The building at the skate park sits vacant. Perhaps that is a better option than to lease it for a measly $5 a year that a local fraternity is offering. Seriously, this is absolutely a pathetic offer and the fact that ADICA is even considering it is troublesome at least.
The Kappa Alpha Psi wants to use the building for community outreach, which sounds great on the surface, but they’re also far from the only entity performing community outreach in Albany. In fact, a large portion of property in this town is tied up in non-profits. We have a lot of community outreach going on here.
I have no doubt that the fraternity intends to do good things with the property. That’s not really in dispute. What bothers me is their offer. Really? A whole $5 per year? Seriously?
Lane Rosen reportedly offered a whole lot more per month, and the City of Albany apparently tried to screw him over on the deal. Rosen’s plan was to use the building as the central point for an “adventure” business with rafting, zip lines, and nature trails. It’s an idea that many in the community are still talking about. He was offering a whole lot more per month than this fraternity is offering up per year.
Rosen’s accounting of what happened is disputed by city attorney Nathan Davis. However, I’m willing to bet that while the truth is probably somewhere in between, it’s a lot closer to Rosen’s version. Rosen was willing to give the city a percentage of the net receipts for his enterprise, which could have potentially been a big moneymaker for the city. When he went to get the paperwork, the contract called for gross receipts. That means the city would expect a percentage of everything, which could prevent Rosen from even covering expenses in the early going.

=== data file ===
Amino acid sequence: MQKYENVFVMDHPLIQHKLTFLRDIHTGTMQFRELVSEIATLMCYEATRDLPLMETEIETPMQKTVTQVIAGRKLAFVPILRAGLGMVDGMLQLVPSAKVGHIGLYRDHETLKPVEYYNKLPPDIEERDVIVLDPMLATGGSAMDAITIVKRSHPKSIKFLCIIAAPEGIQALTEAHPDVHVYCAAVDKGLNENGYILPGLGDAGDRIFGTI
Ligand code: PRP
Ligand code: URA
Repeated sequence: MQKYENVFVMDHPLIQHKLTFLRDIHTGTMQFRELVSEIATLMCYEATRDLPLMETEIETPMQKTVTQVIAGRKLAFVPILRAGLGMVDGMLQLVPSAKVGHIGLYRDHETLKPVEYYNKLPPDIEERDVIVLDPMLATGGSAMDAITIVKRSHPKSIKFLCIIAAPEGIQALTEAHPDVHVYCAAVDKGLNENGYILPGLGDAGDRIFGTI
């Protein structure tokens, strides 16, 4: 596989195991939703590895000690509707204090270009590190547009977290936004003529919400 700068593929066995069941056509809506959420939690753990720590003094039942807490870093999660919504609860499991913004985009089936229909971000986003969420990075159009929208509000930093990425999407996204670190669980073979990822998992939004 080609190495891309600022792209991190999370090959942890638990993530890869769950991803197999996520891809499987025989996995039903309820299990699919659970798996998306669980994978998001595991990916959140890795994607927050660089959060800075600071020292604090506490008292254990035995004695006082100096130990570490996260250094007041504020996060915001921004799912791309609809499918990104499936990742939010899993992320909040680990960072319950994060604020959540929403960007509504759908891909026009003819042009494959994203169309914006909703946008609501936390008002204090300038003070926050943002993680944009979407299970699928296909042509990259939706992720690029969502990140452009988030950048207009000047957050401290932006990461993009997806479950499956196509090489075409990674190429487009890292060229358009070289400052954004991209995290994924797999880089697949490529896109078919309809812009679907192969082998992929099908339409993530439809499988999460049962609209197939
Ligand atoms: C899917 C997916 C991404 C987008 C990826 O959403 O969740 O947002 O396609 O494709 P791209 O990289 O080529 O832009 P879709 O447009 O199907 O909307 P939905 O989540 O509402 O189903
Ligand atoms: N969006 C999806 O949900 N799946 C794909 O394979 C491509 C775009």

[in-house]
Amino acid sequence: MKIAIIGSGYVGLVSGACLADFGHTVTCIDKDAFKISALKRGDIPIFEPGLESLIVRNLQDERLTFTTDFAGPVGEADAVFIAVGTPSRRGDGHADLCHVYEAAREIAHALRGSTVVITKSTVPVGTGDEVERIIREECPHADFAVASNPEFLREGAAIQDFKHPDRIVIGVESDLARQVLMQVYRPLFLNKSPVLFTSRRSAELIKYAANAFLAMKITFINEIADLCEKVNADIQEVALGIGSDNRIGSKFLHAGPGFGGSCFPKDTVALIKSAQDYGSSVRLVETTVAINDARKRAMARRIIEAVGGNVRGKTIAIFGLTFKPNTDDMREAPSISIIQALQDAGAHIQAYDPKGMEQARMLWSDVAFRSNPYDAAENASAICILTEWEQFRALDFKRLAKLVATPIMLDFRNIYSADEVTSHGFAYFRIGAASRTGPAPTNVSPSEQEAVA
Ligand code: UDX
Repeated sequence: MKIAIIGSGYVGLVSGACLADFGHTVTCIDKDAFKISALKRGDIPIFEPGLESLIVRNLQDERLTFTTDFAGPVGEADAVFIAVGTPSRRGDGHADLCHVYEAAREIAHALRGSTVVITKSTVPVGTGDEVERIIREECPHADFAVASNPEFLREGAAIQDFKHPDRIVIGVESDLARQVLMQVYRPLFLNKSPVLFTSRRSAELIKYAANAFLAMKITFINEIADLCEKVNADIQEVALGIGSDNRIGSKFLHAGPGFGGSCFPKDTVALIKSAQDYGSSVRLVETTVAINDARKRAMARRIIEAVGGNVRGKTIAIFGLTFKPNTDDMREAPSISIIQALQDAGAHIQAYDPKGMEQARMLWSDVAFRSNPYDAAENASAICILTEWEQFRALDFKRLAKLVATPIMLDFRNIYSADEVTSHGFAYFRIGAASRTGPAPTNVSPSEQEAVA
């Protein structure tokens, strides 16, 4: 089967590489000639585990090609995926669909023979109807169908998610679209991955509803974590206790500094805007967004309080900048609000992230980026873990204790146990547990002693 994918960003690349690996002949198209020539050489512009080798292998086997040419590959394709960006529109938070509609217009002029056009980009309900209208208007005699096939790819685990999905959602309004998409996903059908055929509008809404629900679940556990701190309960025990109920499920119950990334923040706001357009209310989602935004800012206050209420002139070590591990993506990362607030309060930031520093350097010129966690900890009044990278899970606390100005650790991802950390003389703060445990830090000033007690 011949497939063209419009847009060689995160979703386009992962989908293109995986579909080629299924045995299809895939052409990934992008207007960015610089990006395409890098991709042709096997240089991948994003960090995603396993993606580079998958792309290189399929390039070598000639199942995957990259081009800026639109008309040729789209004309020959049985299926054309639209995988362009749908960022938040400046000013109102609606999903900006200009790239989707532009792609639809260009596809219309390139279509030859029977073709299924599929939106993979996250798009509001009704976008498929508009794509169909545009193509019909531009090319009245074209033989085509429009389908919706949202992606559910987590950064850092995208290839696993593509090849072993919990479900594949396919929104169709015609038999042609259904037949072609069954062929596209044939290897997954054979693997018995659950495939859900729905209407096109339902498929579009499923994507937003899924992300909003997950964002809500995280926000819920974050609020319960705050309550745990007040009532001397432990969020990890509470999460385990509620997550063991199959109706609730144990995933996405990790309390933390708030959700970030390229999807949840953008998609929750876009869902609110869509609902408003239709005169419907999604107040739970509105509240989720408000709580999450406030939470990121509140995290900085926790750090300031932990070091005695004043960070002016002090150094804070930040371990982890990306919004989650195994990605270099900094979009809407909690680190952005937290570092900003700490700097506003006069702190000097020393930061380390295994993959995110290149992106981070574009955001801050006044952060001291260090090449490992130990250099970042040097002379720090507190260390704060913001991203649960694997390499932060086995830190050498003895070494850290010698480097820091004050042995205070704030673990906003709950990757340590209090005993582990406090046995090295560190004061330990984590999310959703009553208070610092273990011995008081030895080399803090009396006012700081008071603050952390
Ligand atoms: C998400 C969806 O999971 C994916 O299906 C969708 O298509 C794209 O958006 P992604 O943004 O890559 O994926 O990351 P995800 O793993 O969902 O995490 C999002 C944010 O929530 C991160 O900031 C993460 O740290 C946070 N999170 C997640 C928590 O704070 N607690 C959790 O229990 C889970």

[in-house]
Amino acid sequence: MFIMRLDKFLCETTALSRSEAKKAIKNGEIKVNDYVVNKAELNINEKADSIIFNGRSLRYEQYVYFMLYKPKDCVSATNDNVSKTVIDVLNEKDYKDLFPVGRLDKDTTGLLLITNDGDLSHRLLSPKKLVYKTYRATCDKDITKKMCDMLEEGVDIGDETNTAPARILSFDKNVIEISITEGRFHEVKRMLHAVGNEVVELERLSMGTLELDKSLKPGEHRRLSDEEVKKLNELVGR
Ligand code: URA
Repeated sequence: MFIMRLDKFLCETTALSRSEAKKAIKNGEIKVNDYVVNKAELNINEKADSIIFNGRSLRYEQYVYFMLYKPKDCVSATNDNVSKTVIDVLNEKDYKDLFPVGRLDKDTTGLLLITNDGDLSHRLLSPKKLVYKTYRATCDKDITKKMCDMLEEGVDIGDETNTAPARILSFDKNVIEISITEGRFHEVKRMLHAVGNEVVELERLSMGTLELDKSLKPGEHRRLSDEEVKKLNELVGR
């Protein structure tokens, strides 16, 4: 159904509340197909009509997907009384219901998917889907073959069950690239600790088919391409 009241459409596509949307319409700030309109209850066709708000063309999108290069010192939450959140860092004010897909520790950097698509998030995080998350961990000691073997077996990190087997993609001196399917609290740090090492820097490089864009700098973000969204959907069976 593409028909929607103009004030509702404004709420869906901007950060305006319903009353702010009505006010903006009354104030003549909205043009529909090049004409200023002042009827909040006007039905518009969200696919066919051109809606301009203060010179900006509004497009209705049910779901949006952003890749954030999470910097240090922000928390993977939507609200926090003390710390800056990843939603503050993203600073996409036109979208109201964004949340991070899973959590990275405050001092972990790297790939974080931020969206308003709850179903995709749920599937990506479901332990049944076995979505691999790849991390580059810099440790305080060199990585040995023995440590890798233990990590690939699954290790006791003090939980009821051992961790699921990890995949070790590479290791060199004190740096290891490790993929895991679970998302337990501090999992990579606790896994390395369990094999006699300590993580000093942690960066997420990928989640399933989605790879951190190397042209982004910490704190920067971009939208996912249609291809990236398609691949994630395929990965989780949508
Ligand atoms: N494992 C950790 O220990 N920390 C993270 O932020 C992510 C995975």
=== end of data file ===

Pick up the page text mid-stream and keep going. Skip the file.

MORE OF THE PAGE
Davis claims that nothing underhanded went on, but this is a man who smuggled a pistol into his office illegally. I’m not sure he’s the one to pay attention to on something like this.
Unfortunately, that deal appears to be over and done with. Now, we see ADICA considering a $5 per year lease on the building. Why?
By leasing it for $5 annually, you tie up the building. That means no one else can make use of it while it’s under lease. This limits the opportunity for someone else to turn it into something that would make the city some real money and maybe help ease the tax burden on regular folks.
Some things, like a $5 per year lease, shouldn’t even be considered. Selling the property outright makes a whole lot more sense. Which is probably why it’s still owed by the local government.